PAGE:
We’ve all been there. Whether it happened during an impromptu game of dodgeball in the living room or daydreamy dishwashing, there’s nothing like the sound of a favorite piece of glass shattering to spoil the fun. After the initial shock and before the owner of the glass finds out, there are options:
- Flee the scene.
- Blame the cat.
- Gather wits and as many shards as possible, separating the individual pieces so they don’t chip as they rub together. Then find a conservator.
If choosing option 3, there are a couple of ways to find a conservator. The American Institute for Conservation’s search tool is a great starting point. Local museums or galleries might also have referrals.
When you meet a conservator to look at your object together, you will decide on the end goal for the treatment. The conservator will likely assemble the object temporarily to see how much of the original was recovered. Because it is much less time consuming to glue in a piece that already exists than to make a replacement, everyone will be glad that you found the shard that flew (or was batted by the pesky cat) into the farthest corner.
The next step is deciding how far to restore the object. “Conservation treatment” might suggest fully restoring an artwork so that it looks unbroken, but that is only one of many possibilities. Some common considerations are: functionality of the repaired piece, desired appearance and cost of treatment. When making this decision, it may be difficult to imagine what different repair options would look like, especially on glass.
This blog post shows the process of doing a full restoration. In this treatment, the conservator assembled the shards (figure 1), filled losses, and painted the fill material so that the repairs are seamless (figure 2).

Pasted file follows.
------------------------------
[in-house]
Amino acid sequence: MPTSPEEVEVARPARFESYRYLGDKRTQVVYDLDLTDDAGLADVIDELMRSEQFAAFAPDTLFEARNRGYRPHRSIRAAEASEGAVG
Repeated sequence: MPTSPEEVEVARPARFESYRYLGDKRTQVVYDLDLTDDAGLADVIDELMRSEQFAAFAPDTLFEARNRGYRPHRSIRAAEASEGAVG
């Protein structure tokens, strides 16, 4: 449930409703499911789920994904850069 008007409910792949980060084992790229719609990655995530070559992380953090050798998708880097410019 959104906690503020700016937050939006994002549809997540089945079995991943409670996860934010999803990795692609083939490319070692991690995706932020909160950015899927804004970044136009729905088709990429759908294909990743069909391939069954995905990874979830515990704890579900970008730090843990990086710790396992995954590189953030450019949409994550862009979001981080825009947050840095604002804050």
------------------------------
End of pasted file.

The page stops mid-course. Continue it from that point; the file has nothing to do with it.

In some cases, an object might then be filled so that it can be handled and displayed safely. The conservator used colored fill material to stabilize this Islamic beaker. The fill material was colored to match the blue glass so that it does not call attention to itself at a glance. When looking closely, the fills are recognizable because they were not painted with decoration that matches the original glass.
In other cases, an object might only be assembled. Because this Pyrex creamer was not going on display at the Museum and is stable without fills, the conservator made the decision to only assemble the existing pieces. Luckily, it can almost be turned to its “good side” to see the overall shape of the piece (and make the repair less obvious). Sometimes, if a piece needs to be unbroken to be used, like a pitcher or drinking glass, it might be worth thinking about replacing the piece. Occasionally, the artist who made the piece might be willing to give advice on finding replacement parts.
Before deciding to hide all the evidence, it might also be interesting to think about what breaks and losses can and should tell about an object’s history, whether that includes damage that occurred during archaeological burial or a memorable game of indoor dodgeball.